1 Journal of Personality and Social Psychology The Salience of Social Referents: A Field Experiment on Collective Norms and Harassment Behavior in a School Social Network Elizabeth Levy Paluck and Hana Shepherd Online First Publication, September 17, doi: /a CITATION Paluck, E. L., & Shepherd, H. (2012, September 17). The Salience of Social Referents: A Field Experiment on Collective Norms and Harassment Behavior in a School Social Network. Journal of Personality and Social Psychology. Advance online publication. doi: /a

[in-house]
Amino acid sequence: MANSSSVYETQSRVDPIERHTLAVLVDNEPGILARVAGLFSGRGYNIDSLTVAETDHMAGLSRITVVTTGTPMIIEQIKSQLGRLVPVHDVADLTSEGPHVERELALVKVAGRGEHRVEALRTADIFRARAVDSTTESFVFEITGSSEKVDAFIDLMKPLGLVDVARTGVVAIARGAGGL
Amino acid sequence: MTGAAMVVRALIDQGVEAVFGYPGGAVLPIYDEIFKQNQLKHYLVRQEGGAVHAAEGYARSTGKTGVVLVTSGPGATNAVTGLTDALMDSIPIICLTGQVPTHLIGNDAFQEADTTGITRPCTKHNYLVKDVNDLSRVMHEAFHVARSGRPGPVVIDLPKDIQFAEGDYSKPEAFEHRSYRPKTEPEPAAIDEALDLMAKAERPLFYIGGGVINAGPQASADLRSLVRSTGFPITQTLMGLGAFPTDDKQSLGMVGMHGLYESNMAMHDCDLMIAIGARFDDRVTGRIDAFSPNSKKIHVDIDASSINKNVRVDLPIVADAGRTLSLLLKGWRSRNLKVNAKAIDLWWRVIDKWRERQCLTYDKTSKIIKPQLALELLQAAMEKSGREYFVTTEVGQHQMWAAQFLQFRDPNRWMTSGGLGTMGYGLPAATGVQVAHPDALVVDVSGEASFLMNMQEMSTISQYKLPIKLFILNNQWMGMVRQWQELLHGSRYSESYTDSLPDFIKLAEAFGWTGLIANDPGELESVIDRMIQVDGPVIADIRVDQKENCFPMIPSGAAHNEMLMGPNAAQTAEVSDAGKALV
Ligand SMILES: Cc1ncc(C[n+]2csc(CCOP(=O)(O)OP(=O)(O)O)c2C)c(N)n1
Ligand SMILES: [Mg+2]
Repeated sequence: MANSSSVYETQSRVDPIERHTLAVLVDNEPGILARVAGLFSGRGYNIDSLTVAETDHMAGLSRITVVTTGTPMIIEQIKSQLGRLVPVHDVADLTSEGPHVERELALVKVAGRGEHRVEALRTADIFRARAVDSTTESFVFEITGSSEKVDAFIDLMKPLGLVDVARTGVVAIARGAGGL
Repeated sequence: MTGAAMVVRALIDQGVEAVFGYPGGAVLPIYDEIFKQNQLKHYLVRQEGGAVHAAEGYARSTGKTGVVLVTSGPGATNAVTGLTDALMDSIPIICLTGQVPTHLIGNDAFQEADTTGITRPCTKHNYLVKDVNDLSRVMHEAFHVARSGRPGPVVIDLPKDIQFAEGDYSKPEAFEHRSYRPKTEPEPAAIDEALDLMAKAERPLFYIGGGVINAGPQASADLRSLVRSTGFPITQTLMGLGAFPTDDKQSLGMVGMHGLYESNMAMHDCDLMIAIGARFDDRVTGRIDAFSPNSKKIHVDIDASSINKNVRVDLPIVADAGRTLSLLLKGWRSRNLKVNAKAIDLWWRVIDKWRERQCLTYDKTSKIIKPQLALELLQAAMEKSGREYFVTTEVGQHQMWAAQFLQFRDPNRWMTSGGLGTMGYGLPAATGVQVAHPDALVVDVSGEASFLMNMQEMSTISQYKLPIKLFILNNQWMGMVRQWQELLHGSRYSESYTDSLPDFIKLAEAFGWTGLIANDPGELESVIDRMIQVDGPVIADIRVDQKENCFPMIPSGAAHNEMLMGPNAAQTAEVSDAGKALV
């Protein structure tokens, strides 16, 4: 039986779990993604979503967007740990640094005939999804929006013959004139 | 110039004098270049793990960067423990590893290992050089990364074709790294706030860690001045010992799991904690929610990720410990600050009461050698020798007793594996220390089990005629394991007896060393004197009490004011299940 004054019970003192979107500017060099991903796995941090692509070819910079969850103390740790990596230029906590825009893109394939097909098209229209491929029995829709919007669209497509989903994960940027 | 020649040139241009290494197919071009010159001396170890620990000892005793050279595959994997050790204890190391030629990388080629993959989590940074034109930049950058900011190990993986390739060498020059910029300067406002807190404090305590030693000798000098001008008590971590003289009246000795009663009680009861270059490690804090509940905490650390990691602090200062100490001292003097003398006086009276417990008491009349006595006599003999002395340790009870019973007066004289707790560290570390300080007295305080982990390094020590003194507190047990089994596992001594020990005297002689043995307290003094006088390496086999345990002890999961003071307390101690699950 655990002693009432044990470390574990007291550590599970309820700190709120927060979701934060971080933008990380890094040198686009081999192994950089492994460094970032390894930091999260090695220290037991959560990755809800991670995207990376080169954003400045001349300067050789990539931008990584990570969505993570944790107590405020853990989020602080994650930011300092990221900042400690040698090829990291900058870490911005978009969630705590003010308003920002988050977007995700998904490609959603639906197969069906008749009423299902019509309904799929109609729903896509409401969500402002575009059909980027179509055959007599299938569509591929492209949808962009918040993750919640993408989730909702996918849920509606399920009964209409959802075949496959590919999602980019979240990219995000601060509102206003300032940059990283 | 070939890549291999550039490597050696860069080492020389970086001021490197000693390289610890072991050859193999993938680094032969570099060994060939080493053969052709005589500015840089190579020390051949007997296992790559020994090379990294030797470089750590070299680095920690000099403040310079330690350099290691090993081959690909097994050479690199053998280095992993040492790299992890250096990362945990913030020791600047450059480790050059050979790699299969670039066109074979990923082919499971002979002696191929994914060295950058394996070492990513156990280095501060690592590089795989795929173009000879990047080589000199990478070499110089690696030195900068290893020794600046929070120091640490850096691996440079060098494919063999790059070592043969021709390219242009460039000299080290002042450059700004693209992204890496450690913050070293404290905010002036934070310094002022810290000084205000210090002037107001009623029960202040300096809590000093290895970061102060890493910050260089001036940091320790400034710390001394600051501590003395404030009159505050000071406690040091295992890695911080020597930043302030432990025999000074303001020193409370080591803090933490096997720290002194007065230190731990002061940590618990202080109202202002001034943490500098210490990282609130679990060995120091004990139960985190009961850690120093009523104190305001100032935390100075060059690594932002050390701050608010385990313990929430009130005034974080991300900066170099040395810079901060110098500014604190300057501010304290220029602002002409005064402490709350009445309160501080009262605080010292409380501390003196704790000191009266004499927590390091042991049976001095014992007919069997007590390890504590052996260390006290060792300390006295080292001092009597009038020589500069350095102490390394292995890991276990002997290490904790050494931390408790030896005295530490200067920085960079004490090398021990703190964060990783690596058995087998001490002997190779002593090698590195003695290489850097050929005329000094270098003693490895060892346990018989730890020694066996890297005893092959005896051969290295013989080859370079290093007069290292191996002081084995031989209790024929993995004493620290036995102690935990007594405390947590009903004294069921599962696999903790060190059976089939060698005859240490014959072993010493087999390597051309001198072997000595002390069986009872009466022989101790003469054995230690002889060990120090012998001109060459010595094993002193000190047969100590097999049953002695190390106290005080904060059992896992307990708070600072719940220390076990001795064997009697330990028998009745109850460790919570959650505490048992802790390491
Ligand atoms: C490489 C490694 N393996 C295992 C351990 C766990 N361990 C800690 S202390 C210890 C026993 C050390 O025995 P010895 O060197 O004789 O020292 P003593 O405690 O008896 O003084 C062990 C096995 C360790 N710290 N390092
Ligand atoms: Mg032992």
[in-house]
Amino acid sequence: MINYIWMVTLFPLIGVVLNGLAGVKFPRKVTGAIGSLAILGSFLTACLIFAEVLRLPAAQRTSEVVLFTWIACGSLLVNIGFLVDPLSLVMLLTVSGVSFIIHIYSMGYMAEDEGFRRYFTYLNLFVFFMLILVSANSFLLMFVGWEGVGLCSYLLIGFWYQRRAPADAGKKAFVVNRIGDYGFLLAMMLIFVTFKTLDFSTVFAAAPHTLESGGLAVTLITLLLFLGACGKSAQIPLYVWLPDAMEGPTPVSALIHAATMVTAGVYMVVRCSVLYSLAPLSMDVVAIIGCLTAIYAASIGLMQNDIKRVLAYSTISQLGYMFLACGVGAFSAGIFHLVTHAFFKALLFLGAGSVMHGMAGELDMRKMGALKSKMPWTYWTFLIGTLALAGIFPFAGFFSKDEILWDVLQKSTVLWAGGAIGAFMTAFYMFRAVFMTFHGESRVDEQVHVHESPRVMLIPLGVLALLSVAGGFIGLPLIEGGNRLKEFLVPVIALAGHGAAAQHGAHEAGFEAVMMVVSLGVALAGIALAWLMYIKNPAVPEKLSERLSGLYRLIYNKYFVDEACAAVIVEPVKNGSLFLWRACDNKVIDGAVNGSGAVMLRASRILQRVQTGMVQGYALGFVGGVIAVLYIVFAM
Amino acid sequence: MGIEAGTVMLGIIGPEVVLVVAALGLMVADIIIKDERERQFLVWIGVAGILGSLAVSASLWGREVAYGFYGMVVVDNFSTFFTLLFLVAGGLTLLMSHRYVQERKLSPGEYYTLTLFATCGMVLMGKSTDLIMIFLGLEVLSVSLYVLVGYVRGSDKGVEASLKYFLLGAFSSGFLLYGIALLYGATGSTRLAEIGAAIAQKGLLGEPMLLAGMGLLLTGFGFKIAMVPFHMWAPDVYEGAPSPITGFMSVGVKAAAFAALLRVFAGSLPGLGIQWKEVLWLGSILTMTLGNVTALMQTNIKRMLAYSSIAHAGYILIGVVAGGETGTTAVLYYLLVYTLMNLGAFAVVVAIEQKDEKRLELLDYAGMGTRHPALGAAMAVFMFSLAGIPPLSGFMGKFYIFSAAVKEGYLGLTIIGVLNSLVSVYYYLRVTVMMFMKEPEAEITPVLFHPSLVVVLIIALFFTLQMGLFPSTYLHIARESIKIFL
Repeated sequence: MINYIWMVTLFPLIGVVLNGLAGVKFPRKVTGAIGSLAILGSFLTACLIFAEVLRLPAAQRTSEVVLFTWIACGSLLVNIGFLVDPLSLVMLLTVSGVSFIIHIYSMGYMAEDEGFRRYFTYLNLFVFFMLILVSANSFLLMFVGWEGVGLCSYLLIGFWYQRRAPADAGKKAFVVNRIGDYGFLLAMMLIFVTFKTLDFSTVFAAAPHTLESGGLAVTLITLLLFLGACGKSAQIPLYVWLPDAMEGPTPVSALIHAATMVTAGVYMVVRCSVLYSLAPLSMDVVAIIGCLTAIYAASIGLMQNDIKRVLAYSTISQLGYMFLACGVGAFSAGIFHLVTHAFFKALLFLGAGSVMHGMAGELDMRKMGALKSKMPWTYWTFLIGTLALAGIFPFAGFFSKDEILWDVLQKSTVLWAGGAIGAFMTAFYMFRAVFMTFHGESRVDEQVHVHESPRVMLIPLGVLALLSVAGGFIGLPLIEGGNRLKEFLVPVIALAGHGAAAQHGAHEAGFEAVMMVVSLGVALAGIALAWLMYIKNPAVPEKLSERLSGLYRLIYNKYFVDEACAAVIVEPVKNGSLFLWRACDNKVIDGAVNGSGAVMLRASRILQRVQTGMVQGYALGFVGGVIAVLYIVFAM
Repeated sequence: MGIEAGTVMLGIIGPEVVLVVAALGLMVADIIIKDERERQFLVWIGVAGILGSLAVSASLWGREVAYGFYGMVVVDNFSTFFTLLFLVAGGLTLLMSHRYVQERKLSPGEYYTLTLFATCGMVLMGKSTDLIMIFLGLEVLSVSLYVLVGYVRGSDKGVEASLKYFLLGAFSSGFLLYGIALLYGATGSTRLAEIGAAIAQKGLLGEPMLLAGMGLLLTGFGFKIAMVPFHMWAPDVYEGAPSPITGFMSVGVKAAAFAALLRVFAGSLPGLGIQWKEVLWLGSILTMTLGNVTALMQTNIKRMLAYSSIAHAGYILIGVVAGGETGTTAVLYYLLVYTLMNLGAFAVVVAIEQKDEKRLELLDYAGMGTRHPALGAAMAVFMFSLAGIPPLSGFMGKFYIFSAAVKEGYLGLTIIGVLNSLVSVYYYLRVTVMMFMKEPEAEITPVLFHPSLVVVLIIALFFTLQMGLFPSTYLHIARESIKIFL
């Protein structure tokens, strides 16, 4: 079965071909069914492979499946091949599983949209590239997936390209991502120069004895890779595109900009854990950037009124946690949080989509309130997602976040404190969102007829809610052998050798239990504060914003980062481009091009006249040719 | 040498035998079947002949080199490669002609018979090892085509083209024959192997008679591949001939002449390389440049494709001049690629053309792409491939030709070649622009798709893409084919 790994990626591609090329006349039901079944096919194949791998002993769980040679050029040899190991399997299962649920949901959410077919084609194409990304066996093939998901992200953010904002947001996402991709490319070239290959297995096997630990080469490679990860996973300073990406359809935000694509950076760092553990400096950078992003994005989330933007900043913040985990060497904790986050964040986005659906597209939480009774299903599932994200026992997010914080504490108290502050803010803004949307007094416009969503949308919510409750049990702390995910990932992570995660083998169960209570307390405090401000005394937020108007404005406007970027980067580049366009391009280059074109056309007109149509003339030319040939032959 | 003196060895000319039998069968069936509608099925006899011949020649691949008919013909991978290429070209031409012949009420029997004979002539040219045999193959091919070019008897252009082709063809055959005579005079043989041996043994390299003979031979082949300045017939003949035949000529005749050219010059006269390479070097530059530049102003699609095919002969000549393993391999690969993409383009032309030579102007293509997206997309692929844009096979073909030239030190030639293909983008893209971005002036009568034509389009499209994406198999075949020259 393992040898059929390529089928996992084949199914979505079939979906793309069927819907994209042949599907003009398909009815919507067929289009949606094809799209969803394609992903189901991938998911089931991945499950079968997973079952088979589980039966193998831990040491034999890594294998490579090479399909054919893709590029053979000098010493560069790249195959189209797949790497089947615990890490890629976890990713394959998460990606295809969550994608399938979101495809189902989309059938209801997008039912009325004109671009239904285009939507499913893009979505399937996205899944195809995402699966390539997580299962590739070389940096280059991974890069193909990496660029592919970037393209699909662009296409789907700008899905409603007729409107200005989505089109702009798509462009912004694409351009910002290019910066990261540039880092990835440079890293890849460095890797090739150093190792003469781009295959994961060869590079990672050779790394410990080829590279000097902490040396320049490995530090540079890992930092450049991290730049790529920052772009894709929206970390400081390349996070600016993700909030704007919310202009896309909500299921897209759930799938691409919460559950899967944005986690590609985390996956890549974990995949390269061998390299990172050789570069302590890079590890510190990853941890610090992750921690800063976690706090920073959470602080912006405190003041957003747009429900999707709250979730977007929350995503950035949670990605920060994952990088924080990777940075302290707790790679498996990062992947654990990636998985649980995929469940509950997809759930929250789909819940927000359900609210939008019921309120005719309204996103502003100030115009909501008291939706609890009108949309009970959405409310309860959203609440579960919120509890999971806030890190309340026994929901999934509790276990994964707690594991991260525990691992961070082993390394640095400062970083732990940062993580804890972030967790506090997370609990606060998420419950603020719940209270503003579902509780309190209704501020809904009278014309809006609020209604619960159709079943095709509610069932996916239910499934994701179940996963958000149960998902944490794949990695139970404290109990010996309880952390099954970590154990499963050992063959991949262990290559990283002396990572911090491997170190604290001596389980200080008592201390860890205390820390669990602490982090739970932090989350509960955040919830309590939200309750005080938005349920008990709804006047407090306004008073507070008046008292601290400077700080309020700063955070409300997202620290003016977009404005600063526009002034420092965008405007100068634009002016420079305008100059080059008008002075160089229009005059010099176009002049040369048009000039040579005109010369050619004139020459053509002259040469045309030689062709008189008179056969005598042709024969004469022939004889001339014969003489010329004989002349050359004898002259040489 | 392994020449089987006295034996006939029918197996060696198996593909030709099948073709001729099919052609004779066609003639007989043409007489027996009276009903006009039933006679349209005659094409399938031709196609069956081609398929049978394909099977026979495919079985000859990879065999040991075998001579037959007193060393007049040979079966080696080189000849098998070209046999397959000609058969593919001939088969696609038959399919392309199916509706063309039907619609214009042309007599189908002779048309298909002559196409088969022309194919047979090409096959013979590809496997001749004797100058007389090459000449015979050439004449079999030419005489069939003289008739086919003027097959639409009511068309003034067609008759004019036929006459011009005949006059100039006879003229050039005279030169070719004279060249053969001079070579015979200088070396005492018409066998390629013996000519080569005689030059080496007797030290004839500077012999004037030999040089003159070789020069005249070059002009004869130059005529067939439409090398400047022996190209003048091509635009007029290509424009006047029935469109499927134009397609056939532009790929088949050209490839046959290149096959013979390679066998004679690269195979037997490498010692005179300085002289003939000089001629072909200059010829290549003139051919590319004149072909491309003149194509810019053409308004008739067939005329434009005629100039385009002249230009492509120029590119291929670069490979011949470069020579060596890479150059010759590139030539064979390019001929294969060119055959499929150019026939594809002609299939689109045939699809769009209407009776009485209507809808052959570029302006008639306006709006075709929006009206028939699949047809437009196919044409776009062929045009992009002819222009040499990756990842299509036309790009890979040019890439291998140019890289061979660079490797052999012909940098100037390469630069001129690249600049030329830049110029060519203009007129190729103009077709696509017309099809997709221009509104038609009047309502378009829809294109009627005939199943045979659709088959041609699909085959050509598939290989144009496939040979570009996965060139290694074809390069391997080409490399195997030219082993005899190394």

2 Journal of Personality and Social Psychology 2012 American Psychological Association 2012, Vol. 103, No. 11, /12/$12.00 DOI: /a The Salience of Social Referents: A Field Experiment on Collective Norms and Harassment Behavior in a School Social Network Elizabeth Levy Paluck and Hana Shepherd Princeton University Persistent, widespread harassment in schools can be understood as a product of collective school norms that deem harassment, and behavior allowing harassment to escalate, as typical and even desirable. Thus, one approach to reducing harassment is to change students perceptions of these collective norms. Theory suggests that the public behavior of highly connected and chronically salient actors in a group, called social referents, may provide influential cues for individuals perception of collective norms. Using repeated, complete social network surveys of a public high school, we demonstrate that changing the public behavior of a randomly assigned subset of student social referents changes their peers perceptions of school collective norms and their harassment behavior. Social referents exert their influence over peers perceptions of collective norms through the mechanism of everyday social interaction, particularly interaction that is frequent and personally motivated, in contrast to interaction shaped by institutional channels like shared classes. These findings clarify the development of collective social norms: They depend on certain patterns of and motivations for social interactions within groups across time, and are not static but constantly reshaped and reproduced through these interactions. Understanding this process creates opportunities for changing collective norms and behavior. Keywords: social norms, social influence, social conflict, social networks, relational aggression, bullying Classic and contemporary experiments have demonstrated the power of social norms over individuals judgment and behavior (Asch, 1955; Blanchard, Crandall, Brigham, & Vaughn, 1994; Cialdini & Goldstein, 2004; Sherif, 1936). Most experimental studies of social norms test the influence of a perceived situational norm, meaning the perceived social consensus regarding which judgments or behaviors are appropriate in the immediate situation (Miller & Prentice, 1996). These types of social norms apply to that situation only; their influence is not expected to carry over to judgments or behavior in other situations. However, individuals also develop ideas about social norms that apply to a larger collection of situations, situations that are populated by a wider community of people who interact repeatedly. These types of collective social norms describe the norms that Elizabeth Levy Paluck and Hana Shepherd, Department of Psychology and Public Affairs, Princeton University. A research grant from Princeton University awarded to Elizabeth Levy Paluck provided support for this research. We gratefully acknowledge the collaboration, generosity, and support of our high school research site, its staff and students, and in particular Kelly Bocuzzo and Alan Paluck, whose energy and dedication made this project possible. We received important feedback from Peter Aronow, Peter Bearman, Hart Blanton, Mina Cikara, Alin Coman, Paul DiMaggio, Donald Green, Deborah Prentice, Matthew Salganik, Ezra Zuckerman, and members of colloquia at the Russell Sage Foundation, Society for Personality and Social Psychology, and the Theorodology workshop at Princeton. Izzy Gainsburg, David Mackenzie, and Ani Momjian provided superior research support. All errors are our own. Correspondence concerning this article should be addressed to Elizabeth Levy Paluck, Green Hall, Department of Psychology and Public Affairs, Princeton University, Princeton, NJ arise in a school, an organization, or a nation. The social influence, organizational, and cultural psychology literatures provide many examples of collective social norms and their influence on important patterns of behavior and cognition across time. For instance, college students perception that binge drinking is common on campus increases campuswide alcohol consumption (Prentice & Miller, 1993). Bullying and harassment in secondary schools is fostered by a perceived social consensus among students that speaking out against such behavior is wrong (Juvonen & Cadigan, 2002). Finally, patterns of counterfactual thinking in Eastern and Western cultures are perpetuated by cultural members perceptions of a social consensus regarding the most valued means for achieving ends (Zou et al., 2009). Despite powerful evidence of collective normative influence over individual and group behavior and cognition, very little research addresses how individuals identify these social norms (cf. Kitts, 2003, Shepherd, 2012). To date, psychological research has tested the impact of norms when they are presented to individuals through public opinion data or experimental confederates. To understand the means by which individuals learn about collective social norms in the course of their everyday experience, psychologists can examine the social cues that individuals use to generalize across large numbers of people and situations. These social cues might include particularly salient individuals, behaviors, or public expressions. Identifying the social cues individuals use to learn about collective social norms is important for understanding the persistence of norms and behavioral patterns in a collective, as well as instances of change in norms and behavior. In this article, we test the hypothesis that highly connected and chronically salient individuals in a community provide cues as to the social norms of the collective. To test this hypothesis, we use a randomized intervention within a repeatedly measured, complete 1